Thanksgiving is an invitation to celebrate plenty. I have a problem with mass suggestions, so ever since our daughter was old enough to laugh at clowns, the three of us --- along with much of the Hasidic community from Brooklyn --- spend Thanksgiving afternoon at the Big Apple Circus. Afterward, if we have successfully ducked all invitations, we head off to a coffee shop and a satisfying stroll home through a deserted Central Park.
Until recently, walks in the park featured actual conversations. But ever since the junior member developed -- in quick succession -- the power of speech, a sense of empowerment and a point of view, our chats have a random, schizy quality. One of the grownups might mention a weird news factoid. Then the kid has an observation about Polly Pockets -- and all hope of a serious exchange is extinguished.
I have learned to be grateful for that punctured balloon. On our own, my wife and I are in danger of becoming terminally serious. Each day, ever more clearly, we see the fantasy that government leaders are competent, concerned or even remotely intelligent being stripped away. And we are left staring at that most frightening of all realizations: We must save ourselves.
We must save ourselves because, no matter which party wins in '06 and '08, the cupboard is bare. And will continue to be. In a time when tanks and bombers are becoming weapons of antiquity, the proposed US military budget calls for more and more of them. For 2006, the military budget is slated to rise from this year's $420 billion to $441.6 billion --- well over 50% of our government spending.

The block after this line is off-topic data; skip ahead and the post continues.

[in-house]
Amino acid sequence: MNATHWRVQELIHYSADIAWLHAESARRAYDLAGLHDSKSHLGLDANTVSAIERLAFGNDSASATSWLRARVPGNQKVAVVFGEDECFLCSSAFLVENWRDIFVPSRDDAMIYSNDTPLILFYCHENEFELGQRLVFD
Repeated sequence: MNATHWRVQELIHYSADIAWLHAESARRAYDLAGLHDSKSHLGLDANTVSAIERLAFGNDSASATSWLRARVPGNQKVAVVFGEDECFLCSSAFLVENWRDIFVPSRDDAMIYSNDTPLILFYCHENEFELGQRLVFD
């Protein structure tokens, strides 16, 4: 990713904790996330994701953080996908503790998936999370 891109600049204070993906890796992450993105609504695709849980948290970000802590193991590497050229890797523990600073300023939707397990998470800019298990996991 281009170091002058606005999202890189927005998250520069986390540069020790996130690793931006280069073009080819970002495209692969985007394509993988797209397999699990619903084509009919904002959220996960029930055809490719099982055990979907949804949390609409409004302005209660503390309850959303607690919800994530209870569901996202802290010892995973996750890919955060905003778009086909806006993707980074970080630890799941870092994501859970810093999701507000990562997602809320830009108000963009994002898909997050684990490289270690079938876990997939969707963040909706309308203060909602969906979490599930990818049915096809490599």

Okay, I can go to the gym more and train harder there. I can work smarter and/or longer. I can find new ways to store up nuts for the inevitable winter. But it's hard to think about waste on this scale without getting gloomy. It's even harder to realize that not even a Democratic landslide is going to beat those swords into better schools and national health care. What will? If Emerson is to be believed, the process of life itself: "Things refuse to be mismanaged long; nature hates monopolies and exceptions."
I remember, in the 80s, a mogul exhorting his employers: "Trees can grow to the sky." In fact, they can't. They can grow no taller than their roots will allow --- those roots, buried and unseen, are everything. Ditto with empires. They can't extend on will alone; without a credible cause and great support, they topple.
Our empire seems poised for a fall. But only a pessimist makes straight-line projections. Emerson again: "The compensations of calamity are made apparent to the understanding also, after long intervals of time. A fever, a mutilation, a cruel disappointment, a loss of wealth, a loss of friends, seems at the moment unpaid loss, and unpayable. But the sure years reveal the deep remedial force that underlies all facts."
Most days, I can't see that "deep remedial force." But on my better days --- like this stolen holiday moment --- I grasp that all I have to work with is now. There's no point worrying about events far beyond my control. For all we know, this depressing year might just be the prelude to glory. What --- the bad news is the good news? On a chilly Thanksgiving, a comforting thought.